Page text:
A guide to women’s health and wellness through the years. We know we are supposed to go to the doctor and get our screening tests done on schedule. But it can all be so intimidating and confusing. How do we know our doctors are as thorough as they are supposed to be in our exams? What can we do to help ourselves at an appointment? What tests should we take? Why? When? How can we best be prepared for big events such as pregnancy and menopause? And what about aging? How can we make that go as pleasantly as possible? For the answers to these questions and more, we consulted with several area doctors, specialists in their fields, for a basic guide to women’s wellness.
Margaret Eagan, M.D., board certified in internal medicine and endocrinology, is the owner of Canterbury Wellness Center. Dr. Eagan says that overall she finds women are lacking in exercise and heart-healthy diets, enduring too much stress and not taking care of themselves because they are focused on taking care of everyone else. To help us get on the right track, she offers the following guidelines for getting the most from an annual physical and demystifies some of the screening tests we need at various points in our lives.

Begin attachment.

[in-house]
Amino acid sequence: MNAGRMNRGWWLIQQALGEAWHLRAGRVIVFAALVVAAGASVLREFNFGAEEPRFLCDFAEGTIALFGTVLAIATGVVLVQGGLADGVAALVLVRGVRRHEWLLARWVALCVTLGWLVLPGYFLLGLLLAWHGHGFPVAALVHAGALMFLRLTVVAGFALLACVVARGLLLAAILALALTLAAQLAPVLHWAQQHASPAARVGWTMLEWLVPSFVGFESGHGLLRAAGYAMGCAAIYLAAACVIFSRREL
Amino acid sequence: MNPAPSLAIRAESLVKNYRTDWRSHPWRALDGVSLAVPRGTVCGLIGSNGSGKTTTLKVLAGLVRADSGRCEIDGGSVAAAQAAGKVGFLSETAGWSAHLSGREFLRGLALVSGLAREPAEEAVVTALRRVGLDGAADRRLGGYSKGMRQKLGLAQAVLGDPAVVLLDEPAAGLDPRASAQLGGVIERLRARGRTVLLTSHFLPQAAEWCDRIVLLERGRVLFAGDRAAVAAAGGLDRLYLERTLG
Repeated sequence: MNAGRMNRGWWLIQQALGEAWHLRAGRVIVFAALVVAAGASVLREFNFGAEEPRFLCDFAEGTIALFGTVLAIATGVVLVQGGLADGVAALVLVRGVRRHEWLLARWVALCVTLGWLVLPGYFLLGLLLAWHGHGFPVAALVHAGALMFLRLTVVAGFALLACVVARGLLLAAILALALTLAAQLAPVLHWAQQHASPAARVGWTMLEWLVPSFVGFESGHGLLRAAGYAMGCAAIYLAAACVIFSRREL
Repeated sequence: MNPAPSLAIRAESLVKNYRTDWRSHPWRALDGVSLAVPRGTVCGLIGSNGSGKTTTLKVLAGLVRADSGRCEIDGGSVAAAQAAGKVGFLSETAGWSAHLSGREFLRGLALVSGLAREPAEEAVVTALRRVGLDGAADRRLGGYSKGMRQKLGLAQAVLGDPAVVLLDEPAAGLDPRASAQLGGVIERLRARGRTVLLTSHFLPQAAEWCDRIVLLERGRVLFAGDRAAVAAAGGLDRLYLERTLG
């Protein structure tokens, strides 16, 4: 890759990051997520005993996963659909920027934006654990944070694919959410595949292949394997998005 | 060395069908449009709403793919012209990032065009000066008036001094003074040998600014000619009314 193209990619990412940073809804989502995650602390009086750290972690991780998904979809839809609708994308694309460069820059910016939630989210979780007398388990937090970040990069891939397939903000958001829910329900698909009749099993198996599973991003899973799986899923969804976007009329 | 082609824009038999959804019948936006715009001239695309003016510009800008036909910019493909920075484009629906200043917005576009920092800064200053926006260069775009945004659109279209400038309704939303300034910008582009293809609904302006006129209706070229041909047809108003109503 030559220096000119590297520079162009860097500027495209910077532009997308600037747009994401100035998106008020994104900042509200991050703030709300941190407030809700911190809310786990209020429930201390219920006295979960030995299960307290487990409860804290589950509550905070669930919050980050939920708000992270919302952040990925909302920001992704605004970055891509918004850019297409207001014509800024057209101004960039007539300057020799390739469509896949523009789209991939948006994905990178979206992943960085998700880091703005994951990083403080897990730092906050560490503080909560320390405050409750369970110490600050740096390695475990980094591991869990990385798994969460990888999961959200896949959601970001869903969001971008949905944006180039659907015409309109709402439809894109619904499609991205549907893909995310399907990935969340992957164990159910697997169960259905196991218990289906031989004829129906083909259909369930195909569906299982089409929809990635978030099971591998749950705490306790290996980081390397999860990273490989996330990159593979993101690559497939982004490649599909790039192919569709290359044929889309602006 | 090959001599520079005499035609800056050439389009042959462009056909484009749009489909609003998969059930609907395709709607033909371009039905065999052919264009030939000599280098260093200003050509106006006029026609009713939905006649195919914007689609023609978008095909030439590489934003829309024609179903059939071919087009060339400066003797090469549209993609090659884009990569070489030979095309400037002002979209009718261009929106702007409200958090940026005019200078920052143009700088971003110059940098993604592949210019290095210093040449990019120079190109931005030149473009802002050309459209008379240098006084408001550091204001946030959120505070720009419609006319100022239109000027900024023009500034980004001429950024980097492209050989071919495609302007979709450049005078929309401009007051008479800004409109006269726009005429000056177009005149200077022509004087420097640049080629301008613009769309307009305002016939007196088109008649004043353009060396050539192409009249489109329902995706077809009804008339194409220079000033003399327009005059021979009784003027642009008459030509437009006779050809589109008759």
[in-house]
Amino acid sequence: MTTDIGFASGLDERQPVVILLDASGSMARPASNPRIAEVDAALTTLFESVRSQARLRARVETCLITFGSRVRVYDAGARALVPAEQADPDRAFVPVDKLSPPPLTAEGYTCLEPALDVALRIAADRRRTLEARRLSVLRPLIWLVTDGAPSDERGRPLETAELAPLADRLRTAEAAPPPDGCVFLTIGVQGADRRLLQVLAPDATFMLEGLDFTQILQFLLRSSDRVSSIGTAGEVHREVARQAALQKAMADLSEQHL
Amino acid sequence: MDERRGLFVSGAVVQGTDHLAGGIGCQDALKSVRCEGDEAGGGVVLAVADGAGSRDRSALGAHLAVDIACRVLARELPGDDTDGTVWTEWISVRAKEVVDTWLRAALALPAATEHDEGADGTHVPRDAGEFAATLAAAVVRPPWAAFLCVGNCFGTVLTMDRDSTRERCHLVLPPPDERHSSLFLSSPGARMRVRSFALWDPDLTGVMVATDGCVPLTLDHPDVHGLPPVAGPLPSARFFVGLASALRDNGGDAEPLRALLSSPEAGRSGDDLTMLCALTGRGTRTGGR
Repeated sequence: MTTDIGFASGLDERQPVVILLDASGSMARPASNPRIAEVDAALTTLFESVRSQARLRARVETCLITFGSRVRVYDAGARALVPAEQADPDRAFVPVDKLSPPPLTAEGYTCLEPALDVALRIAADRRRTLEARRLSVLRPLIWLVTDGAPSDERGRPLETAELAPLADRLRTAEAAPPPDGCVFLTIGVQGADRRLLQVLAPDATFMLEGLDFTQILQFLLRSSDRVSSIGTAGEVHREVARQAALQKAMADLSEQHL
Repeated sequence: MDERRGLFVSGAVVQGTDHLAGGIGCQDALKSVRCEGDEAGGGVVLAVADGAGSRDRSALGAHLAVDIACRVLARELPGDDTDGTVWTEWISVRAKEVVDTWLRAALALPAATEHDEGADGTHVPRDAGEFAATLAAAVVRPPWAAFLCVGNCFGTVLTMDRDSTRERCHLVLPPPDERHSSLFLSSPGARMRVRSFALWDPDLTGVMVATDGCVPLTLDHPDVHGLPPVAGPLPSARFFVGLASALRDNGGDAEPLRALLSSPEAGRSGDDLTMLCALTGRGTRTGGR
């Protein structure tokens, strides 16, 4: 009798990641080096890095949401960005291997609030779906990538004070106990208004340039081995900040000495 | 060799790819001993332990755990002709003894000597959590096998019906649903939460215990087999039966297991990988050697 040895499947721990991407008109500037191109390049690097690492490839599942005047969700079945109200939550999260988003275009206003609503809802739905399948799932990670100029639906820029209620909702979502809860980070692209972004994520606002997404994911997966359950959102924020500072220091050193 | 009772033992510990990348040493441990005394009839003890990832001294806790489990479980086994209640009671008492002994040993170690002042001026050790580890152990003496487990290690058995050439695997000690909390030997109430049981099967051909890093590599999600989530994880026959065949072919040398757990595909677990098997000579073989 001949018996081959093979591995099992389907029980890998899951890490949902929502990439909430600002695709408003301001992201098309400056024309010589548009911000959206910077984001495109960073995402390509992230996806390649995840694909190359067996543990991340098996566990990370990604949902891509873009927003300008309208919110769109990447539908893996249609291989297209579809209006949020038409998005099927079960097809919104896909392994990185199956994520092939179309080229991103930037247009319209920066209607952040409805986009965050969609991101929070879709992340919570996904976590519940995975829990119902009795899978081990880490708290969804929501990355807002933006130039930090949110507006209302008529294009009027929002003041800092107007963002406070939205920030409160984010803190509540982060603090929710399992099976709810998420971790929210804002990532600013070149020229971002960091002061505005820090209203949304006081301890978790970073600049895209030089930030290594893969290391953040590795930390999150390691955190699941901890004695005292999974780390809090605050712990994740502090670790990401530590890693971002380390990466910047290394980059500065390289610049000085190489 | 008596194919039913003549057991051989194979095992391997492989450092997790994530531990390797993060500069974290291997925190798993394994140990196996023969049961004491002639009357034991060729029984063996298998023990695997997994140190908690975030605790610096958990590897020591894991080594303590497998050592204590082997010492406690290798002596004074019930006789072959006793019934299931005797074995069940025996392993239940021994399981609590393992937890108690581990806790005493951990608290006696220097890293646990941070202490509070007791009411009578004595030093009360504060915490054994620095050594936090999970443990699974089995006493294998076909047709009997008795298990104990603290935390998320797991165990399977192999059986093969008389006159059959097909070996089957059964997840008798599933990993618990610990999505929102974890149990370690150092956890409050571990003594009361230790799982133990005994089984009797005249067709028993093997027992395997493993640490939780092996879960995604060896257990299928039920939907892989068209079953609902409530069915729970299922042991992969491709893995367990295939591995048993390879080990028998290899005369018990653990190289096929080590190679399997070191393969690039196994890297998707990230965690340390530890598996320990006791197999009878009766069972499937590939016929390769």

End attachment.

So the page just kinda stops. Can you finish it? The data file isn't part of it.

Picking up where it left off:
During an annual physical, Dr. Eagan says women should expect to discuss appropriate screening tests, immunizations, supplements, diet and exercise and other preventive health care recommendations, such as using sunscreen and seatbelts and avoiding smoking. Dr. Eagan says women should go to their physicals well-prepared — by fasting in anticipation of blood work, writing out questions for the doctor, knowing their family and personal medical histories, bringing a complete list of all medications and supplements (with doses) and, mostly, by having an open mind.